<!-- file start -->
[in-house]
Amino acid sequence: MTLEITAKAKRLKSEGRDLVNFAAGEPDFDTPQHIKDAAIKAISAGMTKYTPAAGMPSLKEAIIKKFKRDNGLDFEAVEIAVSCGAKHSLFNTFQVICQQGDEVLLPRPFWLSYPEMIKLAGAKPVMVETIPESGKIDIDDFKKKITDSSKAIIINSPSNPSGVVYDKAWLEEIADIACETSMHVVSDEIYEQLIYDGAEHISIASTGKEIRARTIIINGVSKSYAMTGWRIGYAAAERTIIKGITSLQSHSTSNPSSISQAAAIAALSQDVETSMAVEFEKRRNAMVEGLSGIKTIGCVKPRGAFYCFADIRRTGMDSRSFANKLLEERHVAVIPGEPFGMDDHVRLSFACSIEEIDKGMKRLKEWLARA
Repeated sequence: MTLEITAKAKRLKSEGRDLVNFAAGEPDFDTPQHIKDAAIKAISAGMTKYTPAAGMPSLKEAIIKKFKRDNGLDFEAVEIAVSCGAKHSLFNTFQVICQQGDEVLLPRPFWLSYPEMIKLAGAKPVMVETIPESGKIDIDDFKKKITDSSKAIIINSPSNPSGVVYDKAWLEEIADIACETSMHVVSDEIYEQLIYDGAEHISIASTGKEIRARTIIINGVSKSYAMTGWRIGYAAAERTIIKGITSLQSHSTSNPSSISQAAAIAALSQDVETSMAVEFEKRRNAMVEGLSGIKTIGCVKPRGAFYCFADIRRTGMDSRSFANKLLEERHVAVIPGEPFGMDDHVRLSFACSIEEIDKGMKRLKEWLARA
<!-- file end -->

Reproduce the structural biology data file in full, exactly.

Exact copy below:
[in-house]
Amino acid sequence: MTLEITAKAKRLKSEGRDLVNFAAGEPDFDTPQHIKDAAIKAISAGMTKYTPAAGMPSLKEAIIKKFKRDNGLDFEAVEIAVSCGAKHSLFNTFQVICQQGDEVLLPRPFWLSYPEMIKLAGAKPVMVETIPESGKIDIDDFKKKITDSSKAIIINSPSNPSGVVYDKAWLEEIADIACETSMHVVSDEIYEQLIYDGAEHISIASTGKEIRARTIIINGVSKSYAMTGWRIGYAAAERTIIKGITSLQSHSTSNPSSISQAAAIAALSQDVETSMAVEFEKRRNAMVEGLSGIKTIGCVKPRGAFYCFADIRRTGMDSRSFANKLLEERHVAVIPGEPFGMDDHVRLSFACSIEEIDKGMKRLKEWLARA
Repeated sequence: MTLEITAKAKRLKSEGRDLVNFAAGEPDFDTPQHIKDAAIKAISAGMTKYTPAAGMPSLKEAIIKKFKRDNGLDFEAVEIAVSCGAKHSLFNTFQVICQQGDEVLLPRPFWLSYPEMIKLAGAKPVMVETIPESGKIDIDDFKKKITDSSKAIIINSPSNPSGVVYDKAWLEEIADIACETSMHVVSDEIYEQLIYDGAEHISIASTGKEIRARTIIINGVSKSYAMTGWRIGYAAAERTIIKGITSLQSHSTSNPSSISQAAAIAALSQDVETSMAVEFEKRRNAMVEGLSGIKTIGCVKPRGAFYCFADIRRTGMDSRSFANKLLEERHVAVIPGEPFGMDDHVRLSFACSIEEIDKGMKRLKEWLARA